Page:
It was important to remember them. He rested the remains of Stranger’s humerus among the others, in the almost-center position. Every new bone took the almost-center, his love for the recent always strongest, with one exception. At the center of the box, his sister’s vast collection of discarded bones cradled together in their velvet wrappings. Locksmith brought her humerus to his lips and kissed it. Were those on the other side of the bone door safe?
A new cup of tea for his guest steamed in Locksmith’s hand, this one containing a sprinkle of nutmeg. Stranger stirred at the sound of the door, but it was clear he’d managed to rest, and Locksmith’s heart swelled at how peaceful he looked, how warm, and how his eyebrows twitched in bleary confusion. Locksmith hated how easily he loved each of his bone clients, a fleeting kind of adoration which fought the sand away for as long as it lasted, for as long as it took him to make their key and aid them through the door, and then for a little while after. The key in his other hand thrummed. Locksmith closed his fist around it and let the beat soak through his blood. He always felt melancholy on these mornings. It chased away the blasted, ever-present hunger. He would walk to the village that afternoon and buy some food with Stranger’s coins and distract himself from the goodbye. Stranger looked up and his eyes were a little brighter.
“Did you make it?”
Locksmith unwrapped his fingers. The key was a little shorter than the span of his hand, skinny and intricate, with blackened edges along the cuts. Beyond the shoulder, the bow swept round into an oval, with an asymmetric star cut out its middle. Stranger set his teacup on the sand-strewn floor to accept the key. He looked as if he might be sick as he traced with his finger the shape of the grooves. Then, he slowly curled his hand around it, one finger at a time.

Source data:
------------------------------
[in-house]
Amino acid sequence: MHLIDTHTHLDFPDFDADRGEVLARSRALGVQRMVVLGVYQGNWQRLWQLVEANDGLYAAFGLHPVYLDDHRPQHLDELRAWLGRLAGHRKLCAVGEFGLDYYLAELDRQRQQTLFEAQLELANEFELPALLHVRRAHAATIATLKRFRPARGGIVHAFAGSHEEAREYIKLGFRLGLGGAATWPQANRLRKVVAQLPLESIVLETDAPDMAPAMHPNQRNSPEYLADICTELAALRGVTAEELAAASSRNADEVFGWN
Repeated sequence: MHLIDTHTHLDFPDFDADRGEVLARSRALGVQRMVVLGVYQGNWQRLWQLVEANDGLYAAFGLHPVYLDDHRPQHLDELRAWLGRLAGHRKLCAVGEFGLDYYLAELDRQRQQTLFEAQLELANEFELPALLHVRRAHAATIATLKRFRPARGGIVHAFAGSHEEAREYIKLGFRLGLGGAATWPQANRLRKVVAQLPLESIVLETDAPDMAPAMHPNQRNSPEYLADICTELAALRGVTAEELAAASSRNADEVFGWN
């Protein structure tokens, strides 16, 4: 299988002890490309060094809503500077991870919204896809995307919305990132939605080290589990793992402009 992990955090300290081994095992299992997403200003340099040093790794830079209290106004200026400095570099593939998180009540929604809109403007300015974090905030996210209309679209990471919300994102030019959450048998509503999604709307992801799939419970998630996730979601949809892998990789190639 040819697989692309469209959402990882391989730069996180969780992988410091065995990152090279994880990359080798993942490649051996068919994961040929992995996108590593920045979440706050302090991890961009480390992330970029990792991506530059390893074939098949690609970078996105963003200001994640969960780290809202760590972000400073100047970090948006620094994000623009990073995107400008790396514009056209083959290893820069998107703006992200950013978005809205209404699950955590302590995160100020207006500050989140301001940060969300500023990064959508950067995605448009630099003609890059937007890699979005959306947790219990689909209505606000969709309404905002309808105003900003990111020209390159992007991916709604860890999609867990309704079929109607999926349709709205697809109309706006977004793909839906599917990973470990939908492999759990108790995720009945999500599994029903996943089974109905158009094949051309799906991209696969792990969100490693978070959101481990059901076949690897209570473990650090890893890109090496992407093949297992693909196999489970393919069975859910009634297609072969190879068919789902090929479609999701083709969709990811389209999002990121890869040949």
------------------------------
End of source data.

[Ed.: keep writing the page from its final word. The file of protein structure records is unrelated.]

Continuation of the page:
“I want to go now.”
Locksmith panicked. “But you haven’t finished your tea,” he said, more forcefully than his guest deserved.
Stranger laughed, the first time Locksmith had ever heard the sound. It surprised him pleasantly, a soft and gentle chuckle, splashed with a hint of pity.
“If I wait, I may never go.”
The door was close, just over a dune. Stranger walked a little ahead even though it was Locksmith who knew the way. Stranger’s body seemed to thrum, fuelled with anxiety or excitement, while Locksmith’s own body ached as he limped up the dune. But when he caught sight of the door he sped up, his gait uncontrollable. The door presented itself at least twice the width and triple the height of any grand, man-made door. It looked lonely and incomplete, a door in a frame, standing without walls in the middle of a desert. It was made of brass, with a peacock frame which seemed to bleed into the metal, little blue grooves swirling into intricate patterns, the color draining moments before they reached the center. The lock that had drawn so much attention was a plain, humble thing compared to the rest of the door.